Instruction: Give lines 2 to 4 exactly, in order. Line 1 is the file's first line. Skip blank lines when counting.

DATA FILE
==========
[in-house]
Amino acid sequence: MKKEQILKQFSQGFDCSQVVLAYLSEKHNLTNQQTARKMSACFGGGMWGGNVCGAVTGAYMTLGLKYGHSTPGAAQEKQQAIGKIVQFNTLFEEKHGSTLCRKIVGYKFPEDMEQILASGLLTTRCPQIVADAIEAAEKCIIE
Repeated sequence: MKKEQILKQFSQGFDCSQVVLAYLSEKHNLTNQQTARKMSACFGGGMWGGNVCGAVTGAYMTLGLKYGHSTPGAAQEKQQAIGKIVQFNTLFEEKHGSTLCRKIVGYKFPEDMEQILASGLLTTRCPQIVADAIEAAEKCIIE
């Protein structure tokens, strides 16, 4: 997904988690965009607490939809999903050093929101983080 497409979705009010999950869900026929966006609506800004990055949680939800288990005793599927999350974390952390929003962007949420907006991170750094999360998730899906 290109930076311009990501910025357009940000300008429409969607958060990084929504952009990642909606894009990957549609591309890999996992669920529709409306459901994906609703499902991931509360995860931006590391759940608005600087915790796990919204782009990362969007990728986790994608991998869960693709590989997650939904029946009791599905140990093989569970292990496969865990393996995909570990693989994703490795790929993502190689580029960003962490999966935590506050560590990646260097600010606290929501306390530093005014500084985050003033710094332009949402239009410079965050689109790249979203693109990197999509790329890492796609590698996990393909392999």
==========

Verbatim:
Amino acid sequence: MKKEQILKQFSQGFDCSQVVLAYLSEKHNLTNQQTARKMSACFGGGMWGGNVCGAVTGAYMTLGLKYGHSTPGAAQEKQQAIGKIVQFNTLFEEKHGSTLCRKIVGYKFPEDMEQILASGLLTTRCPQIVADAIEAAEKCIIE
Repeated sequence: MKKEQILKQFSQGFDCSQVVLAYLSEKHNLTNQQTARKMSACFGGGMWGGNVCGAVTGAYMTLGLKYGHSTPGAAQEKQQAIGKIVQFNTLFEEKHGSTLCRKIVGYKFPEDMEQILASGLLTTRCPQIVADAIEAAEKCIIE
């Protein structure tokens, strides 16, 4: 997904988690965009607490939809999903050093929101983080 497409979705009010999950869900026929966006609506800004990055949680939800288990005793599927999350974390952390929003962007949420907006991170750094999360998730899906 290109930076311009990501910025357009940000300008429409969607958060990084929504952009990642909606894009990957549609591309890999996992669920529709409306459901994906609703499902991931509360995860931006590391759940608005600087915790796990919204782009990362969007990728986790994608991998869960693709590989997650939904029946009791599905140990093989569970292990496969865990393996995909570990693989994703490795790929993502190689580029960003962490999966935590506050560590990646260097600010606290929501306390530093005014500084985050003033710094332009949402239009410079965050689109790249979203693109990197999509790329890492796609590698996990393909392999």